Therefore, there exists an unmet need in the art for a nondestructive means of testing anodized coating amount on a metallic substrate.

SUMMARY OF THE INVENTION

The present invention provides a nondestructive method for efficiently determining the amount of an anodize coating formed upon a metallic substrate without stripping the anodize coating from the metallic substrate. The “amount” of coating may represent either a coating thickness or weight. The invention may be employed in an in-line production facility or may be used intermittently as desired. The process may be used to provide a quantitative measurement, such as actual coating amount, or a qualitative measurement, such as a go or no-go result.

According to one embodiment of the invention, a non-destructive method is provided for determining the amount of an anodize coating on a metallic substrate. A value of infrared energy reflected from the metallic substrate without the anodize coating is determined. A value of infrared energy reflected from the metallic substrate with the anodize coating is determined. A value of infrared energy absorbed in the anodize coating is determined, and a value of the infrared energy absorbed in the anodize coating is correlated to an amount of the anodize coating.

According to an aspect of the invention, one embodiment of the invention includes transmitting an infrared beam having a predetermined wavelength through an anodize coating on a metallic substrate at a predetermined incident beam angle. The transmitted beam has a cross-sectioned area to produce a predetermined spot size on a surface of the anodize coating. The infrared beam is reflected off the metallic substrate to form a reflected beam and the reflected beam is filtered to a predetermined wavelength band, if desired, and detected. The infrared energy of the reflected beam is compared with a predetermined value of infrared energy reflected off the metallic substrate without the anodize coating to determine an absorbance value for the anodize coating. The absorbance value for the anodize coating is correlated to an amount of the anodize coating.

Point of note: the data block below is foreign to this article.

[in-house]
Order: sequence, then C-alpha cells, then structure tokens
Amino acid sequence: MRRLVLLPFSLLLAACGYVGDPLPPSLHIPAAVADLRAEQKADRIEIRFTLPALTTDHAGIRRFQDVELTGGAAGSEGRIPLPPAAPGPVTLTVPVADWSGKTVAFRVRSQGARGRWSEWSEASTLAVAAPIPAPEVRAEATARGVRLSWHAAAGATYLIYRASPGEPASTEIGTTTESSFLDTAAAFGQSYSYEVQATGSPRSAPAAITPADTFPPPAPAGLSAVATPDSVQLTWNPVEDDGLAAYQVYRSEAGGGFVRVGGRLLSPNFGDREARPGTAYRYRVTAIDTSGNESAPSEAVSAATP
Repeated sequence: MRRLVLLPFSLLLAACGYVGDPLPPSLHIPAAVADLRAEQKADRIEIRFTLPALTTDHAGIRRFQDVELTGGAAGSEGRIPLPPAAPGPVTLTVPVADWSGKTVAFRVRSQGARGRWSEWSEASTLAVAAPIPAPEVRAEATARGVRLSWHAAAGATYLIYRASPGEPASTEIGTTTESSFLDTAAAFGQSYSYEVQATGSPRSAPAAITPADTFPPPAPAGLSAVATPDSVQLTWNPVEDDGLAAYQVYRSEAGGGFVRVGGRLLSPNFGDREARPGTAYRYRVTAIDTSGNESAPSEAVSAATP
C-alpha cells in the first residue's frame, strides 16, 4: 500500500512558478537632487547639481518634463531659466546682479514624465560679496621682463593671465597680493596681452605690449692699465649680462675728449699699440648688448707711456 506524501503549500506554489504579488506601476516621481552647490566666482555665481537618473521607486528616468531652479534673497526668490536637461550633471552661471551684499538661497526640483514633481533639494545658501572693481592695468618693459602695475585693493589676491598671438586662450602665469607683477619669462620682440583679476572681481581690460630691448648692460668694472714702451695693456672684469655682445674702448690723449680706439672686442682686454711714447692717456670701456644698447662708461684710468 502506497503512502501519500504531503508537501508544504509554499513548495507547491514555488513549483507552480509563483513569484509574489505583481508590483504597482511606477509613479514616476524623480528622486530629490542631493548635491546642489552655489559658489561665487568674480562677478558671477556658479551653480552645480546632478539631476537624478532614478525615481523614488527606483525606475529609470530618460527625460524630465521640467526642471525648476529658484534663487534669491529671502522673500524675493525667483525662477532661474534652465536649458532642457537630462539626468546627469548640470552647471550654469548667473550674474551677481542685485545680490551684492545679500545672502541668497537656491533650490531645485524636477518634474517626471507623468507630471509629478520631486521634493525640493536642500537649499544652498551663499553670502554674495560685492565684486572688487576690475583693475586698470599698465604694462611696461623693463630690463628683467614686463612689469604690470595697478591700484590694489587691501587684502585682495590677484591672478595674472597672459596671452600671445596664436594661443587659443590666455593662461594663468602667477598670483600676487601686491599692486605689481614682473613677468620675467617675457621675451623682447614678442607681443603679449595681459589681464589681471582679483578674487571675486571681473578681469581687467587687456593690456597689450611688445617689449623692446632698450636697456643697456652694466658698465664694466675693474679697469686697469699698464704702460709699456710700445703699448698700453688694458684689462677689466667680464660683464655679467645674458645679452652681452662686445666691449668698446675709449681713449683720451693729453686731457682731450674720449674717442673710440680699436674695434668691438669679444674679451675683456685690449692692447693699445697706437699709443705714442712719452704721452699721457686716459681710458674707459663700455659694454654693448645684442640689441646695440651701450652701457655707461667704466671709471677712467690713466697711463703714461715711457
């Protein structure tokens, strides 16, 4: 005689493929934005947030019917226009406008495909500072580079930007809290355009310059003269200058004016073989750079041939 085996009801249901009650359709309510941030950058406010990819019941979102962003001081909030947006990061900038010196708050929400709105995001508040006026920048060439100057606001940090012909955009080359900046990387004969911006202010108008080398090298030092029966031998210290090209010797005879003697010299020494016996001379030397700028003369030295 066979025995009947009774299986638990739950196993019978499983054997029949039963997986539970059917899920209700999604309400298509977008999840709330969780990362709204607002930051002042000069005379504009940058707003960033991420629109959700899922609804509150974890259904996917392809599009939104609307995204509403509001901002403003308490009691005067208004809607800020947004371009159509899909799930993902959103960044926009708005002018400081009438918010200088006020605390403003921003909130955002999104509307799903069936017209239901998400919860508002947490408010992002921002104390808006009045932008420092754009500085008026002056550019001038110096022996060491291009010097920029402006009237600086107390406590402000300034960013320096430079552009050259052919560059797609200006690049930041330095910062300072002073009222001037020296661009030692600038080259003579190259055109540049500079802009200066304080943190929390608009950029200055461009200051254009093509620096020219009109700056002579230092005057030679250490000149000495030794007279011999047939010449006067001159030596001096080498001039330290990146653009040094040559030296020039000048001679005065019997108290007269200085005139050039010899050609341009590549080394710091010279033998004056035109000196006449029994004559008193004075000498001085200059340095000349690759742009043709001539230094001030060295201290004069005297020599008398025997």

BRIEF DESCRIPTION OF THE DRAWINGS

The preferred and alternative embodiments of the present invention are described in detail below with reference to the following drawings.

FIG. 1 is a side view of a testing setup according to the present invention;

FIG. 2 is a flow chart of the testing process;

FIG. 3 is a graphical illustration of the relation between coating amount and infrared absorbance in accordance with the present invention;

FIG. 4 is another graphical illustration of the relation between coating amount and infrared absorbance in accordance with the present invention; and

FIG. 5 is an additional graphical illustration of the relation between coating amount and infrared absorbance in accordance with the present invention.

DETAILED DESCRIPTION OF THE INVENTION

The present invention provides a method for nondestructively determining an amount, either thickness or weight, of an anodize coating that has been formed on a metallic substrate by correlating the infrared absorbance of the coating, at a specific wavelength, to the coating amount. By way of overview and with reference to FIGS. 1 and 2, one presently preferred embodiment of the present invention determines anodize coating amount using a testing setup 20. Initially, a base reference value of infrared energy reflected by an uncoated metallic substrate is determined. An infrared transmission beam 31 is transmitted from an infrared source 28 along a predetermined incident beam path 32 through an anodize coating 24. The infrared beam 31 is transmitted in such a fashion to form a spot 33 having a predetermined size on the surface of the coating 24. The transmission beam 31 is reflected off a metallic substrate 22 to form a reflected beam 37. The reflected beam 37 is passed through the coating 24, is filtered to a predetermined wavelength, if desired, and is detected by an infrared detector 30. A comparison is made of the infrared energy of the reflected beam and the infrared energy of the base reference value to determine a coating absorbance value. The coating absorbance value is correlated to an anodize coating amount. Specific details of the testing setup 20 are described with more particularity below.